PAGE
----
The standard landmine press is a single-arm exercise that is fantastic for developing the strength and mobility for overhead pressing. Being a unilateral exercise, it helps iron out imbalances between the left and right sides.
You need an Olympic barbell, some plates and a firm anchor point on the floor. I only use a bespoke landmine attachment, but it is possible to use a rack, a wall or a couple of heavy objects to secure the end of the bar.
- Set up one end of a barbell in a landmine attachment
- Stand in front of the barbell in a wide and stable stance, with slightly soft knees and core engaged
- Grip the nose of the barbell with your hand in front of your shoulder
- Keeping your core active, drive the barbell in front of you
- Return the barbell to your shoulder and repeat
Seated Arnold Press
Guess which Arnold invented this exercise? Whatever Arnie says is good, is good for me.
Joking aside, we often sacrifice some intensity or training effect by adapting an exercise to the seated position. With an overhead press, we lose a stack of core and leg stabilisation by taking to the bench. We are also, generally, not able to handle comparable weights.
However, suppose you have a lower back niggle, a knee injury or perhaps a weakened core. In that case, the seated Arnold Press is a fantastic alternative as it brings the medial head of the deltoid into play a bit more than standard pressing. You may also find you get an element of biceps activation during this movement. This could be considered a positive, with the biceps playing an active role in good shoulder health.
- Start with dumbbells in each hand
- Press your arms against your chest with your palms facing you
- Move your arms laterally, and at the same time, turn your palms away from you
- When the dumbbells are just outside your shoulders, drive your arms overhead
- Return your arms to the start position and rotate your palms back toward you
Kettlebell Long Cycle
I warned you they might come a touch out of left field.
What is a kettlebell long cycle?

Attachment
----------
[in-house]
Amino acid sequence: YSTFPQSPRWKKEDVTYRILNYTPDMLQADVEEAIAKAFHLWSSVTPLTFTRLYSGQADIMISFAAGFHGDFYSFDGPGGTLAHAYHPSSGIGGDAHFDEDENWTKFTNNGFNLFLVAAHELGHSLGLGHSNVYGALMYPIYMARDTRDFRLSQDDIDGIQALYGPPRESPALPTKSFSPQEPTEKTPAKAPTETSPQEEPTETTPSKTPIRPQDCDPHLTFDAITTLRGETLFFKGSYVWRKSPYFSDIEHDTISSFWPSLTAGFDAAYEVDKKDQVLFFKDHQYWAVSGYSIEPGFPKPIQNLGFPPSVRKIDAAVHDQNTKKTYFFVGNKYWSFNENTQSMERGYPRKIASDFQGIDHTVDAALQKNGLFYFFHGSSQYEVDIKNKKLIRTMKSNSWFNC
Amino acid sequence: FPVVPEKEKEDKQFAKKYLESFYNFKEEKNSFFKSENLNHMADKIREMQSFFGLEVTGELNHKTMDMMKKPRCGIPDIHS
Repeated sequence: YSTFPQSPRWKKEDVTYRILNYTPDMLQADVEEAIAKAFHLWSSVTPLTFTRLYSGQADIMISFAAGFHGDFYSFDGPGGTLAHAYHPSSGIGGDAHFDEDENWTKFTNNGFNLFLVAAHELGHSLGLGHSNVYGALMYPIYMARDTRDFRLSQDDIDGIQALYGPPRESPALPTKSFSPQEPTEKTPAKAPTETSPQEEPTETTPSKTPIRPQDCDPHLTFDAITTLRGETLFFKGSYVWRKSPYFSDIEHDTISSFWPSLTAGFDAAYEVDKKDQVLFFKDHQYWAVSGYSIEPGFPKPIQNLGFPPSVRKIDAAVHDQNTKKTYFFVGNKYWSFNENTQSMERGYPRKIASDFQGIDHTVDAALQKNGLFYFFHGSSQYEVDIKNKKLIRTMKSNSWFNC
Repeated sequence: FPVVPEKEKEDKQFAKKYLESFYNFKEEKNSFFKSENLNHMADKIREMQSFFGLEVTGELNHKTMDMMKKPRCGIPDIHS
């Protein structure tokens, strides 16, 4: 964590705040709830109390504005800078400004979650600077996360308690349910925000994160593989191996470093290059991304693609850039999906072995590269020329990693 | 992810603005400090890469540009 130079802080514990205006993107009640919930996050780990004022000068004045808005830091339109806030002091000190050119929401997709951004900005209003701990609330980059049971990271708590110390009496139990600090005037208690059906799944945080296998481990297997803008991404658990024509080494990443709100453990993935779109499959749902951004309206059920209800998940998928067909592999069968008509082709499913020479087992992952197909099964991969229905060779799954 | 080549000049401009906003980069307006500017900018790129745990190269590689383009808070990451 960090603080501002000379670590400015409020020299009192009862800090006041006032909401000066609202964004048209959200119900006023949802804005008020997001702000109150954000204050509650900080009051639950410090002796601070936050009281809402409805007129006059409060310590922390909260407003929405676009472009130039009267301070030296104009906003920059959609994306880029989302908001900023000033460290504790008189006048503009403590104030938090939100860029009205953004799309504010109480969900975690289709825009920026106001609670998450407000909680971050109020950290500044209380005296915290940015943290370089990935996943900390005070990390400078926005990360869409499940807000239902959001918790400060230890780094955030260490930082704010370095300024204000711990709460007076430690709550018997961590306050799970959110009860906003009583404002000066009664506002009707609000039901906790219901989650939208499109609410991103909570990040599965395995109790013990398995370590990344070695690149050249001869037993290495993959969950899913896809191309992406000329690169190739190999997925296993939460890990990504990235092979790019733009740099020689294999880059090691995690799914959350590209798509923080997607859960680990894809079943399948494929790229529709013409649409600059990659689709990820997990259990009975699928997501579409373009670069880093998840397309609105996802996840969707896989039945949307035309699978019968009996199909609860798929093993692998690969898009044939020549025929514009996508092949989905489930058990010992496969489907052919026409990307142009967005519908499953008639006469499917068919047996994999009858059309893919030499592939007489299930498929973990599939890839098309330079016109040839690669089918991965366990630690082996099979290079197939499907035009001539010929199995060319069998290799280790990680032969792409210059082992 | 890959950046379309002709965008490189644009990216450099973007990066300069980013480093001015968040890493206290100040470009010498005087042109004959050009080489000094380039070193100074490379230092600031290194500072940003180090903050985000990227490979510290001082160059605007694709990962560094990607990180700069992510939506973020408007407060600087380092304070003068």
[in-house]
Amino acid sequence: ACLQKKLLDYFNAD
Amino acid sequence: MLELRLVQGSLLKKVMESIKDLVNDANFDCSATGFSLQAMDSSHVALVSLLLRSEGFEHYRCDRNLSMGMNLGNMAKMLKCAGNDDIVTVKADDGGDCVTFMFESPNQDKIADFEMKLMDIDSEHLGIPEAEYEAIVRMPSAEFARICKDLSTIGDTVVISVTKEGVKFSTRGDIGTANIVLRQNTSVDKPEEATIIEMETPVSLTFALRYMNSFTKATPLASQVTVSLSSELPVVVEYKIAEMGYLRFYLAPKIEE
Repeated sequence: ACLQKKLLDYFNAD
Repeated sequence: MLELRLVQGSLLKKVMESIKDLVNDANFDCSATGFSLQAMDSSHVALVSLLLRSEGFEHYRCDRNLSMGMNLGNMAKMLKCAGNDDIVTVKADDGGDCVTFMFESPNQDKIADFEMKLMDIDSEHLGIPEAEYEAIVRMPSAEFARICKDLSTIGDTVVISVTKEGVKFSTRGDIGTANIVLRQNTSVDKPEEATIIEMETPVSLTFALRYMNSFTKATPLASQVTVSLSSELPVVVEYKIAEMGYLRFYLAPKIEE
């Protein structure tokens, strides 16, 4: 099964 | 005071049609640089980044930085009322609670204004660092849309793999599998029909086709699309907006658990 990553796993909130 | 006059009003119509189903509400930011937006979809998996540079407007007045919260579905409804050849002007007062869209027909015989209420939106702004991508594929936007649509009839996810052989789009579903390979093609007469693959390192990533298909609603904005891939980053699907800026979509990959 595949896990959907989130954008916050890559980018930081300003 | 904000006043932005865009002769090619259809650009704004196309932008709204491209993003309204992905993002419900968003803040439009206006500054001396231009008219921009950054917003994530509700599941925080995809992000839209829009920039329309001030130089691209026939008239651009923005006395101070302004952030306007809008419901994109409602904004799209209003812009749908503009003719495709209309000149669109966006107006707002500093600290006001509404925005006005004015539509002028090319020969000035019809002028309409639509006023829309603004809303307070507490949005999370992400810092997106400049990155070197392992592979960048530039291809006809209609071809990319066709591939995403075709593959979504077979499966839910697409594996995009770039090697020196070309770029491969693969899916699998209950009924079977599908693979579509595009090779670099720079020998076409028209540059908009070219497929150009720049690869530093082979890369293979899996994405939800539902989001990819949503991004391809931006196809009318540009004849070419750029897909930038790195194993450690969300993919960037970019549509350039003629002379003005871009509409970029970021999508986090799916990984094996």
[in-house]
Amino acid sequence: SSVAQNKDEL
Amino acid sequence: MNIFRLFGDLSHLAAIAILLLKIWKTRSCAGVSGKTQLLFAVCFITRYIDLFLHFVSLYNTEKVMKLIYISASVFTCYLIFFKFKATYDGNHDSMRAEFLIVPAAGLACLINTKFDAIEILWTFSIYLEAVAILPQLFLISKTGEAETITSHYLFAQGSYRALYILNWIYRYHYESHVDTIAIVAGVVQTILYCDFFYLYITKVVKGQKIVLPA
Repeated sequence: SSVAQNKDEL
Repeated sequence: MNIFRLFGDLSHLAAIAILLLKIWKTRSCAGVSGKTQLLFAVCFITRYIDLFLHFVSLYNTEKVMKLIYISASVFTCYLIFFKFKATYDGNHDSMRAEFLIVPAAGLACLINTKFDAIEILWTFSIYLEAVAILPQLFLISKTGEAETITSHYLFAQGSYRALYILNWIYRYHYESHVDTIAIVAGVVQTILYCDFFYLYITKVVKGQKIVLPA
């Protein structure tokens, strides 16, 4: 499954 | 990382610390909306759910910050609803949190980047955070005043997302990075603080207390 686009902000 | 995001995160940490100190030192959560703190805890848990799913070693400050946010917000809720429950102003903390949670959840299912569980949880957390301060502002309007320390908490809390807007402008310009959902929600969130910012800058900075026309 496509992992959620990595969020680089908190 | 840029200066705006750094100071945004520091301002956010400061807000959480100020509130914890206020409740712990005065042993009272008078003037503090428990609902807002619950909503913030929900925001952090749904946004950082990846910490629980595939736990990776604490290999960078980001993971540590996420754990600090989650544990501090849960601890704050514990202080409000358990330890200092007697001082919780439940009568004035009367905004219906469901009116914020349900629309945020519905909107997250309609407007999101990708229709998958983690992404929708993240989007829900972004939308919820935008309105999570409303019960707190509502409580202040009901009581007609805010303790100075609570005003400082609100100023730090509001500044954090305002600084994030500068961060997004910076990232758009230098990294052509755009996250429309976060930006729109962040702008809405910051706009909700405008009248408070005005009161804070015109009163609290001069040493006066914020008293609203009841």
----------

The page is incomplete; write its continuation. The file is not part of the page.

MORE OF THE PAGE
Essentially, we are talking about a clean and jerk movement with a single or pair of kettlebells. However, the action is performed using techniques attributed to Kettlebell Sport. The sports style was developed in Russia and is essentially endurance weight lifting. The athletes have 10 minutes to complete as many reps as possible.
Efficiency and technique are essential to maintain energy throughout the set, making the Long Cycle an excellent alternative to the overhead press and one I use all the time. Long cycles will expose any mobility issues and allow you to determine if any muscles are weaker than they should be.
Once you have learned the correct technique (I would look for tutorials from coaches such as Denis Vasilev or Joe Daniels), have a go at a 2-3 minute set with a single kettlebell, and you will soon have a new respect for the Kettlebell Sport athletes. Build up to using two kettlebells for the double-long-cycle, and you will discover that the pain cave has a new room out the back.
- Clean the kettlebell into the ”rack position”. The bell should sit in the ”V” of your shoulder, elbow and hand. Not off to the side.
- To fully insert your wrist and forearm during the rack position, there is a point during the swing/clean when you need to open your hand and push through. If you do not do this, you will not be able to get the bell into the proper position.
- Keep your elbow as tight to the body as you can.